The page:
Effect of the ganglioside GM1 on neurologic function, electroencephalogram amplitude, and histology in chronic middle cerebral artery occlusion in cats.
The effect of the ganglioside GM1 on amplitude of the electroencephalogram, neurologic function, and histology has been studied in chronic middle cerebral artery occlusion in cats. Ischemia was produced by a 2-hour occlusion of the left middle cerebral artery and was followed by a 7-day observation period. GM1 was intravenously administered 30 minutes after occlusion and daily during the observation period. Using the reduction in the electroencephalogram amplitude to measure stroke severity, three cats with mild, three cats with moderate, and three cats with severe stroke were treated with 5 mg/kg GM1. Nine cats, three in each group, were treated with 30 mg/kg GM1, while nine cats, three in each group, received middle cerebral artery occlusion but no treatment. In all cats there was a precipitous fall in mean electroencephalogram amplitude during occlusion, followed by a secondary fall during the observation period. Treated cats showed better recovery of electroencephalogram amplitude during the first 4 hours of reperfusion and a smaller secondary fall than untreated cats. Treated cats, especially those treated with 5 mg/kg GM1, showed significant recovery of neurologic deficits compared with untreated cats. Histologic damage was less in treated cats than in untreated cats. Some cats treated with 30 mg/kg GM1 exhibited convulsions, whereas no untreated cat showed any seizure activity. Our findings suggest that gangliosides may improve the recovery of both neurologic deficits and morphologic damage in the central nervous system. These positive effects might be tentatively explained by stimulation of enzymatic activities such as Na+, K+-ATPase and adenyl cyclase.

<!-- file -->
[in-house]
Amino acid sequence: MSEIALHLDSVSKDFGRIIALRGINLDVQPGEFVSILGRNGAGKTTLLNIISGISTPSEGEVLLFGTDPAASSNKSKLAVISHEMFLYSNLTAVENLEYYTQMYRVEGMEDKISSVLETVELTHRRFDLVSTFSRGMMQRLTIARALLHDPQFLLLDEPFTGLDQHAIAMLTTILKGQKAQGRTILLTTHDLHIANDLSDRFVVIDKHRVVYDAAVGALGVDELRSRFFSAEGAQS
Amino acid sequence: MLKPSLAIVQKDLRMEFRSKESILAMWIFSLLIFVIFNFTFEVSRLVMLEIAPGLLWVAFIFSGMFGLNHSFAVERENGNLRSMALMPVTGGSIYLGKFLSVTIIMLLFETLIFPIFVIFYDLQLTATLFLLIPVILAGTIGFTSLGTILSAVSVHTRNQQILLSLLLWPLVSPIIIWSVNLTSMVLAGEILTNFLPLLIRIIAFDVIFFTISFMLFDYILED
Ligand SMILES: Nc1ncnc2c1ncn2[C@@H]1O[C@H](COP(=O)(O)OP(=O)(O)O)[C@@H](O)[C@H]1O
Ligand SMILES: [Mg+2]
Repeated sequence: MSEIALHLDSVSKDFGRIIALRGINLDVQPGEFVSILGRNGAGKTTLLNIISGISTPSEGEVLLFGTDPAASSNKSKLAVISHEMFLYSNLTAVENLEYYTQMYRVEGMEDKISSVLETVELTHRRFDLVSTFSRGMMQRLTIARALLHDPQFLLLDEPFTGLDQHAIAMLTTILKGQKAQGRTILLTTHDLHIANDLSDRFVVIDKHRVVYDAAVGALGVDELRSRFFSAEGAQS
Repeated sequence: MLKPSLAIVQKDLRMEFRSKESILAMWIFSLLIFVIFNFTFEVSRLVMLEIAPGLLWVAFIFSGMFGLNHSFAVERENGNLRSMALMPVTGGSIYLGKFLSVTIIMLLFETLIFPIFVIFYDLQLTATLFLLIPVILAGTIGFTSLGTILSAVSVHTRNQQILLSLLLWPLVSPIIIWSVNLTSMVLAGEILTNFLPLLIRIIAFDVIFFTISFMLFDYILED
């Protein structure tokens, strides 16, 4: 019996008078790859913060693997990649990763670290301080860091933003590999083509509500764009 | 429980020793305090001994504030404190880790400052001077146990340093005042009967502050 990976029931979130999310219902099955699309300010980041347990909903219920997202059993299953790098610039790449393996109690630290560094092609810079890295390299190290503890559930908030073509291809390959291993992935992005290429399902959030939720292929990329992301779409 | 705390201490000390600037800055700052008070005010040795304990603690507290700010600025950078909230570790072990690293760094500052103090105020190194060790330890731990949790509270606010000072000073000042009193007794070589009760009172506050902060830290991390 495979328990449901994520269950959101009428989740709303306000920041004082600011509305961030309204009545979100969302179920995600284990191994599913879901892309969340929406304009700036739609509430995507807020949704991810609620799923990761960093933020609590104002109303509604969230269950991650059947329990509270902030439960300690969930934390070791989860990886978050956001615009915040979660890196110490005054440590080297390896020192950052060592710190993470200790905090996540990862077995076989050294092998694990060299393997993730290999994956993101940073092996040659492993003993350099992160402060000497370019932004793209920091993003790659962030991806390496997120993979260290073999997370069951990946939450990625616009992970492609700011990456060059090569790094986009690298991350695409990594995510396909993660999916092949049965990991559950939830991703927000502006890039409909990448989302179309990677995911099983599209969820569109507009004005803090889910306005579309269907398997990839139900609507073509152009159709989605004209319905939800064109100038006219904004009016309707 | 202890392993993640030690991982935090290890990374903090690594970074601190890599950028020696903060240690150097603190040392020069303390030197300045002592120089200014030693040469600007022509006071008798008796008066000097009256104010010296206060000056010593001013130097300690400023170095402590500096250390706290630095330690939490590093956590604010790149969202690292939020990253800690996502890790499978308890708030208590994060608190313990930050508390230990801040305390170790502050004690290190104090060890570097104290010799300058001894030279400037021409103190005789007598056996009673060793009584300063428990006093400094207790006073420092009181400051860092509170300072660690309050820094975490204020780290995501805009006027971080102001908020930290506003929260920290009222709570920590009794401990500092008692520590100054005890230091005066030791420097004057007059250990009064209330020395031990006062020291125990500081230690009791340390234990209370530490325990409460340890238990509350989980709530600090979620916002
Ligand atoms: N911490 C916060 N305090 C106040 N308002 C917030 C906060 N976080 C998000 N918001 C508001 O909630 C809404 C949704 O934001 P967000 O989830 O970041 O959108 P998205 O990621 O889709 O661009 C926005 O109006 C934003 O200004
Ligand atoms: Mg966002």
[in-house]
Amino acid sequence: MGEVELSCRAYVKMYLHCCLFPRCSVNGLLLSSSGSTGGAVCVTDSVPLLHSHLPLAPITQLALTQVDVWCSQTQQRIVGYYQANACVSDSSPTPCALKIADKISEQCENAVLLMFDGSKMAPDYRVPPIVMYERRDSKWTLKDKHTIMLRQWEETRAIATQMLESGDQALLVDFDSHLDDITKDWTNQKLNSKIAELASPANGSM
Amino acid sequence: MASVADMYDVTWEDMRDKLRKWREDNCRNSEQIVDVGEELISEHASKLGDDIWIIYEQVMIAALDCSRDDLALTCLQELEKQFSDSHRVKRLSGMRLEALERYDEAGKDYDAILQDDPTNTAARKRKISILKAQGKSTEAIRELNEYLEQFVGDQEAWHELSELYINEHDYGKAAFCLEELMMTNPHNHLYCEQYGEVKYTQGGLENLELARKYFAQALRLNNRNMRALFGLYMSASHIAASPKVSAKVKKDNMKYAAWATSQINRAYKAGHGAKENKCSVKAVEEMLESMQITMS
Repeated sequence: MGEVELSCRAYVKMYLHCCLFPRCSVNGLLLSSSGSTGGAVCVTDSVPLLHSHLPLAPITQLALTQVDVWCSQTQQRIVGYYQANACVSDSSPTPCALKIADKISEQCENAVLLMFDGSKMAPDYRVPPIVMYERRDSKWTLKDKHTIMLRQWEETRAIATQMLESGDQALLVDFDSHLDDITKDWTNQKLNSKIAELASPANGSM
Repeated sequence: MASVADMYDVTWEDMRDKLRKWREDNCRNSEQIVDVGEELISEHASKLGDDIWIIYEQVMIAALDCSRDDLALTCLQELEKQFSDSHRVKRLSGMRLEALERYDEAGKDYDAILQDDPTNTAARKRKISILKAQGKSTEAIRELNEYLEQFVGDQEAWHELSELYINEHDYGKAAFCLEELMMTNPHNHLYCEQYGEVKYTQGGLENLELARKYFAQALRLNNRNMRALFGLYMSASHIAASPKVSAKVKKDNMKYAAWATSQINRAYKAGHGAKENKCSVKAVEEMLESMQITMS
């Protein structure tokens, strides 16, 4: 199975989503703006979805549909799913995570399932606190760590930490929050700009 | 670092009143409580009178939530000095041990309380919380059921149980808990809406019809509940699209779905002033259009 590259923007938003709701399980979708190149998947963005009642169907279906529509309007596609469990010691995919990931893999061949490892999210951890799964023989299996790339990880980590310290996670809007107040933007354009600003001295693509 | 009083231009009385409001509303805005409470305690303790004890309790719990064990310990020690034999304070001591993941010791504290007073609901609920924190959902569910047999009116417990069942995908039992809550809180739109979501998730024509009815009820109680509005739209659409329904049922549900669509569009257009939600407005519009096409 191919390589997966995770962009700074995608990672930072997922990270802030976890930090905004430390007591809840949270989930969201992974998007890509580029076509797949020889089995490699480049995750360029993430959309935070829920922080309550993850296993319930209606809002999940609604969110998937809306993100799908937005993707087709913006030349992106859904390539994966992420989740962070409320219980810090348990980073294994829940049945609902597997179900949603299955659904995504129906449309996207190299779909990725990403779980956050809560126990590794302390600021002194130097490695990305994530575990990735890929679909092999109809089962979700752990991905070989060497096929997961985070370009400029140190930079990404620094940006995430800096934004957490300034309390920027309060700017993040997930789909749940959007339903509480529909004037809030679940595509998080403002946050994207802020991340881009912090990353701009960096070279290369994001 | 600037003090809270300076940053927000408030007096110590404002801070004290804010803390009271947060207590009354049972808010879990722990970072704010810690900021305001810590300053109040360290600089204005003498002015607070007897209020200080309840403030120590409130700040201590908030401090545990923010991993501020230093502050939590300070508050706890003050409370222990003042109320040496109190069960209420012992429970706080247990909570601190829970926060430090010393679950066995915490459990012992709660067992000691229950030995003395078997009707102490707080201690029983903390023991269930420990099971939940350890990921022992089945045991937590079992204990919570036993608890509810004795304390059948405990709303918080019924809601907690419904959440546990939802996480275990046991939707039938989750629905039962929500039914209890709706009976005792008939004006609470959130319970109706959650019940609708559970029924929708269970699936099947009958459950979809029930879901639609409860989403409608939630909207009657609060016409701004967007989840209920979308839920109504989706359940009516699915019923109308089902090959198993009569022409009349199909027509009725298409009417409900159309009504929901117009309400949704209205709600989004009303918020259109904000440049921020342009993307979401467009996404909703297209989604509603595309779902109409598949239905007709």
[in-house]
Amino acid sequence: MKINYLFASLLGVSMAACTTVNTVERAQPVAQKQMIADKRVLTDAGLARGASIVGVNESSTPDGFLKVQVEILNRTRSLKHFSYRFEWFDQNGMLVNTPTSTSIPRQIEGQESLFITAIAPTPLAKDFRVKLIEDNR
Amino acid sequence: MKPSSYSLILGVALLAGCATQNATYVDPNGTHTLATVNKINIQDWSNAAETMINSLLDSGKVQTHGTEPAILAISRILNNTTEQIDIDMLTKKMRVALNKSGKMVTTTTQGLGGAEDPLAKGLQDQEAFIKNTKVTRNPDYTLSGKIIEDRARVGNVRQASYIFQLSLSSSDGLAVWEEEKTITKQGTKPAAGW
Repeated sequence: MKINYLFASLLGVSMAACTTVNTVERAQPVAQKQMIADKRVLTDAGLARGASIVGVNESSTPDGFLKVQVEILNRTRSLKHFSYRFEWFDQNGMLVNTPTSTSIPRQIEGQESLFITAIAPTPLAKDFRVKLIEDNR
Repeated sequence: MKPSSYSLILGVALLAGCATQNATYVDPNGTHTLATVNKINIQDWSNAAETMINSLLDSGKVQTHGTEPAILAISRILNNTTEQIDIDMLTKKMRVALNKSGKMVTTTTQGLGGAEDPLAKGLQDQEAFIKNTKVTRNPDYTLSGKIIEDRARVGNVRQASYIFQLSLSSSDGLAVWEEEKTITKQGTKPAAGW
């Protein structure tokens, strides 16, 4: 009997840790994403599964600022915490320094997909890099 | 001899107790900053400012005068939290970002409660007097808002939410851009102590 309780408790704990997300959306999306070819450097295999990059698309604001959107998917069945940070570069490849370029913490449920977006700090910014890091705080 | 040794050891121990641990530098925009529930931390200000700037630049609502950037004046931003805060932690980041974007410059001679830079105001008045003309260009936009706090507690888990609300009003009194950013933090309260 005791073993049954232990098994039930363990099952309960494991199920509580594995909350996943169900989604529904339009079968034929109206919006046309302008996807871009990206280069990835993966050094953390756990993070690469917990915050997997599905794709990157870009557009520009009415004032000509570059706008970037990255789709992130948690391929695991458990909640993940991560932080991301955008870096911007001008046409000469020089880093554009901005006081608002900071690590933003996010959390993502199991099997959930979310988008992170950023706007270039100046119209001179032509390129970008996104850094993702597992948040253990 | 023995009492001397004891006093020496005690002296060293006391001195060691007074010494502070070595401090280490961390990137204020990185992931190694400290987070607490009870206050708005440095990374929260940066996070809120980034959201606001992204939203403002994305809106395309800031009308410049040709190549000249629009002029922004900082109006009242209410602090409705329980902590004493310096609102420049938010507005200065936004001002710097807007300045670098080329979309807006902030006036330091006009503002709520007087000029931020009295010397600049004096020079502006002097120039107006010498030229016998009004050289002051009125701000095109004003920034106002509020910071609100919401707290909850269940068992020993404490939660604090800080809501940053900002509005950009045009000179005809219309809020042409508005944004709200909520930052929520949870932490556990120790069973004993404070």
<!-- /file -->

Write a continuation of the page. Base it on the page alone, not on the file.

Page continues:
- Copyright © 1988 by American Heart Association